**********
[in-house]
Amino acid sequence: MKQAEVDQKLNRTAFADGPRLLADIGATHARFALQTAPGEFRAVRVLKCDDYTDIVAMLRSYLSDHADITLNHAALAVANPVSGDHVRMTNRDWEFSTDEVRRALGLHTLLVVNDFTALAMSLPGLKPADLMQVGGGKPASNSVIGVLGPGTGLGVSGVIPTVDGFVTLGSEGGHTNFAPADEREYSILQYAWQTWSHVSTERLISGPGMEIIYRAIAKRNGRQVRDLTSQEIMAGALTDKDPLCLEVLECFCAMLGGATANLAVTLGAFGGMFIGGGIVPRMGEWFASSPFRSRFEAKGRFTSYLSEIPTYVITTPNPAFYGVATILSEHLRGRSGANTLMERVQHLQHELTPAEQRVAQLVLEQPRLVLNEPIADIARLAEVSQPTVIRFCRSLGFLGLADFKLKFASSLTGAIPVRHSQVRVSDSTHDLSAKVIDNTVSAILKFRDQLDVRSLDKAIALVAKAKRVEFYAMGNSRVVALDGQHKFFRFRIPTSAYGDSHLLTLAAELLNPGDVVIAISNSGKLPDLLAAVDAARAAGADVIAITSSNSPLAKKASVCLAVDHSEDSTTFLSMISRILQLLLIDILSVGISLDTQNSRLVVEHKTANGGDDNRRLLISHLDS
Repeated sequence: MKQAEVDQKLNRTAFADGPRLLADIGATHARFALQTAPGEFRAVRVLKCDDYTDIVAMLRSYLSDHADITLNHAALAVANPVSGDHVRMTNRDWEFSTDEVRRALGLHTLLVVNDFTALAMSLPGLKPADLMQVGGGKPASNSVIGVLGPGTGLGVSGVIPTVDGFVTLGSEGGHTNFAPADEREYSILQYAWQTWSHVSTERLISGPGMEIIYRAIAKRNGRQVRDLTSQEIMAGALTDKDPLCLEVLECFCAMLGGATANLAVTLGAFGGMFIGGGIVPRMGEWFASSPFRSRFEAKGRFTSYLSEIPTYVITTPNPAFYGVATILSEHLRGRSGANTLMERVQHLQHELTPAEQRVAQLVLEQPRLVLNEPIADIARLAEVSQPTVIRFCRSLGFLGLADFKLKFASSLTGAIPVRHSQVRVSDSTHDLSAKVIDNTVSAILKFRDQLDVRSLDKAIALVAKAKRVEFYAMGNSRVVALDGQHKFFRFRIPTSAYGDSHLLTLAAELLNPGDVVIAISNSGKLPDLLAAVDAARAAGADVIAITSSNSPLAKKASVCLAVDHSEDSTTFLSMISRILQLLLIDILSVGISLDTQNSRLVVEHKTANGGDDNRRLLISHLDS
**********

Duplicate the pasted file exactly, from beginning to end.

[in-house]
Amino acid sequence: MKQAEVDQKLNRTAFADGPRLLADIGATHARFALQTAPGEFRAVRVLKCDDYTDIVAMLRSYLSDHADITLNHAALAVANPVSGDHVRMTNRDWEFSTDEVRRALGLHTLLVVNDFTALAMSLPGLKPADLMQVGGGKPASNSVIGVLGPGTGLGVSGVIPTVDGFVTLGSEGGHTNFAPADEREYSILQYAWQTWSHVSTERLISGPGMEIIYRAIAKRNGRQVRDLTSQEIMAGALTDKDPLCLEVLECFCAMLGGATANLAVTLGAFGGMFIGGGIVPRMGEWFASSPFRSRFEAKGRFTSYLSEIPTYVITTPNPAFYGVATILSEHLRGRSGANTLMERVQHLQHELTPAEQRVAQLVLEQPRLVLNEPIADIARLAEVSQPTVIRFCRSLGFLGLADFKLKFASSLTGAIPVRHSQVRVSDSTHDLSAKVIDNTVSAILKFRDQLDVRSLDKAIALVAKAKRVEFYAMGNSRVVALDGQHKFFRFRIPTSAYGDSHLLTLAAELLNPGDVVIAISNSGKLPDLLAAVDAARAAGADVIAITSSNSPLAKKASVCLAVDHSEDSTTFLSMISRILQLLLIDILSVGISLDTQNSRLVVEHKTANGGDDNRRLLISHLDS
Repeated sequence: MKQAEVDQKLNRTAFADGPRLLADIGATHARFALQTAPGEFRAVRVLKCDDYTDIVAMLRSYLSDHADITLNHAALAVANPVSGDHVRMTNRDWEFSTDEVRRALGLHTLLVVNDFTALAMSLPGLKPADLMQVGGGKPASNSVIGVLGPGTGLGVSGVIPTVDGFVTLGSEGGHTNFAPADEREYSILQYAWQTWSHVSTERLISGPGMEIIYRAIAKRNGRQVRDLTSQEIMAGALTDKDPLCLEVLECFCAMLGGATANLAVTLGAFGGMFIGGGIVPRMGEWFASSPFRSRFEAKGRFTSYLSEIPTYVITTPNPAFYGVATILSEHLRGRSGANTLMERVQHLQHELTPAEQRVAQLVLEQPRLVLNEPIADIARLAEVSQPTVIRFCRSLGFLGLADFKLKFASSLTGAIPVRHSQVRVSDSTHDLSAKVIDNTVSAILKFRDQLDVRSLDKAIALVAKAKRVEFYAMGNSRVVALDGQHKFFRFRIPTSAYGDSHLLTLAAELLNPGDVVIAISNSGKLPDLLAAVDAARAAGADVIAITSSNSPLAKKASVCLAVDHSEDSTTFLSMISRILQLLLIDILSVGISLDTQNSRLVVEHKTANGGDDNRRLLISHLDS